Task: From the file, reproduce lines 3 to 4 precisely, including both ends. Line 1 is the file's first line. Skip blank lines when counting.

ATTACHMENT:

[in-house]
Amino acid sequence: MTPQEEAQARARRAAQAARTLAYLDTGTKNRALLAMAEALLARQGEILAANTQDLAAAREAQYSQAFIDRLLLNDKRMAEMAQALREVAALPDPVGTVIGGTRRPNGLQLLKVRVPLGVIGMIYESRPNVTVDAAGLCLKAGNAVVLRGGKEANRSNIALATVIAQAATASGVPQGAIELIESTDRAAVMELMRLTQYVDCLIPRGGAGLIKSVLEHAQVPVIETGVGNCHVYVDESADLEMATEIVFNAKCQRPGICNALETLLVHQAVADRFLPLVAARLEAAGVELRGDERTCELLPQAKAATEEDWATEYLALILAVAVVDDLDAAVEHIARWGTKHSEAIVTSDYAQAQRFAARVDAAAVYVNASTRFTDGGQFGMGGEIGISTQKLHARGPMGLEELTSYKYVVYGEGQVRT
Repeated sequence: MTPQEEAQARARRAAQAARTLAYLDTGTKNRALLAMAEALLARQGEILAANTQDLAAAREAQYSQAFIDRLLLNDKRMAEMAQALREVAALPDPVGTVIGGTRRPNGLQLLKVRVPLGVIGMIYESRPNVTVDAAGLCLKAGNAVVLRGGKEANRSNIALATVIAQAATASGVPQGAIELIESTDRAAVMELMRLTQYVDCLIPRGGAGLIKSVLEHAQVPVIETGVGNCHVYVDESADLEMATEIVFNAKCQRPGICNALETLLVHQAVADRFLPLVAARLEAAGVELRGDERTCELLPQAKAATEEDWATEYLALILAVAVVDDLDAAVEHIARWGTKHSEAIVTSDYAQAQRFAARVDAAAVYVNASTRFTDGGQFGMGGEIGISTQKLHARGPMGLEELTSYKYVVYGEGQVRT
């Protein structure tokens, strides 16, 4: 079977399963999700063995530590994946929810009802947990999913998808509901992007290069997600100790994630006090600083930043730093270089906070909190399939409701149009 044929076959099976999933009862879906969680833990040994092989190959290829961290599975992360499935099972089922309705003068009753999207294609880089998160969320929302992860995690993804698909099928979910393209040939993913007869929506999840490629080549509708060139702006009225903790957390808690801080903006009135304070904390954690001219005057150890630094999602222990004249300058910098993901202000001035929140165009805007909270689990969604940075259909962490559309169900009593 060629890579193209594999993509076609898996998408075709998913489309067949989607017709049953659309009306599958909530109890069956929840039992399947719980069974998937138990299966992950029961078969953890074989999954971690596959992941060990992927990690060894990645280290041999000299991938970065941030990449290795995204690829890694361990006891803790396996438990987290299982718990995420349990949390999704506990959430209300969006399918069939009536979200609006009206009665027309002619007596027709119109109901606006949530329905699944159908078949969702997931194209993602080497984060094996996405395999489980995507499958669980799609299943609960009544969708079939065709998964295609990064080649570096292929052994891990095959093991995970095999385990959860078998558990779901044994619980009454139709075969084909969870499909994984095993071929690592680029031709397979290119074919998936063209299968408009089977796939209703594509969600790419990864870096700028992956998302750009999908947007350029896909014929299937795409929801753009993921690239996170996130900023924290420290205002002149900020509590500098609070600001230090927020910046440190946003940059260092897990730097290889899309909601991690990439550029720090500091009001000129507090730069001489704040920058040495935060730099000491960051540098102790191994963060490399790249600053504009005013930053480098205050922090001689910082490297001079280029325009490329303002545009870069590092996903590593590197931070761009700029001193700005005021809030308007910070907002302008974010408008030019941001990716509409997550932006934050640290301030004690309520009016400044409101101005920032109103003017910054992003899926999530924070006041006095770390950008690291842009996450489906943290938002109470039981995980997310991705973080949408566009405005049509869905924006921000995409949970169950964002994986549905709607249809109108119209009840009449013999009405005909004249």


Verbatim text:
Repeated sequence: MTPQEEAQARARRAAQAARTLAYLDTGTKNRALLAMAEALLARQGEILAANTQDLAAAREAQYSQAFIDRLLLNDKRMAEMAQALREVAALPDPVGTVIGGTRRPNGLQLLKVRVPLGVIGMIYESRPNVTVDAAGLCLKAGNAVVLRGGKEANRSNIALATVIAQAATASGVPQGAIELIESTDRAAVMELMRLTQYVDCLIPRGGAGLIKSVLEHAQVPVIETGVGNCHVYVDESADLEMATEIVFNAKCQRPGICNALETLLVHQAVADRFLPLVAARLEAAGVELRGDERTCELLPQAKAATEEDWATEYLALILAVAVVDDLDAAVEHIARWGTKHSEAIVTSDYAQAQRFAARVDAAAVYVNASTRFTDGGQFGMGGEIGISTQKLHARGPMGLEELTSYKYVVYGEGQVRT
């Protein structure tokens, strides 16, 4: 079977399963999700063995530590994946929810009802947990999913998808509901992007290069997600100790994630006090600083930043730093270089906070909190399939409701149009 044929076959099976999933009862879906969680833990040994092989190959290829961290599975992360499935099972089922309705003068009753999207294609880089998160969320929302992860995690993804698909099928979910393209040939993913007869929506999840490629080549509708060139702006009225903790957390808690801080903006009135304070904390954690001219005057150890630094999602222990004249300058910098993901202000001035929140165009805007909270689990969604940075259909962490559309169900009593 060629890579193209594999993509076609898996998408075709998913489309067949989607017709049953659309009306599958909530109890069956929840039992399947719980069974998937138990299966992950029961078969953890074989999954971690596959992941060990992927990690060894990645280290041999000299991938970065941030990449290795995204690829890694361990006891803790396996438990987290299982718990995420349990949390999704506990959430209300969006399918069939009536979200609006009206009665027309002619007596027709119109109901606006949530329905699944159908078949969702997931194209993602080497984060094996996405395999489980995507499958669980799609299943609960009544969708079939065709998964295609990064080649570096292929052994891990095959093991995970095999385990959860078998558990779901044994619980009454139709075969084909969870499909994984095993071929690592680029031709397979290119074919998936063209299968408009089977796939209703594509969600790419990864870096700028992956998302750009999908947007350029896909014929299937795409929801753009993921690239996170996130900023924290420290205002002149900020509590500098609070600001230090927020910046440190946003940059260092897990730097290889899309909601991690990439550029720090500091009001000129507090730069001489704040920058040495935060730099000491960051540098102790191994963060490399790249600053504009005013930053480098205050922090001689910082490297001079280029325009490329303002545009870069590092996903590593590197931070761009700029001193700005005021809030308007910070907002302008974010408008030019941001990716509409997550932006934050640290301030004690309520009016400044409101101005920032109103003017910054992003899926999530924070006041006095770390950008690291842009996450489906943290938002109470039981995980997310991705973080949408566009405005049509869905924006921000995409949970169950964002994986549905709607249809109108119209009840009449013999009405005909004249």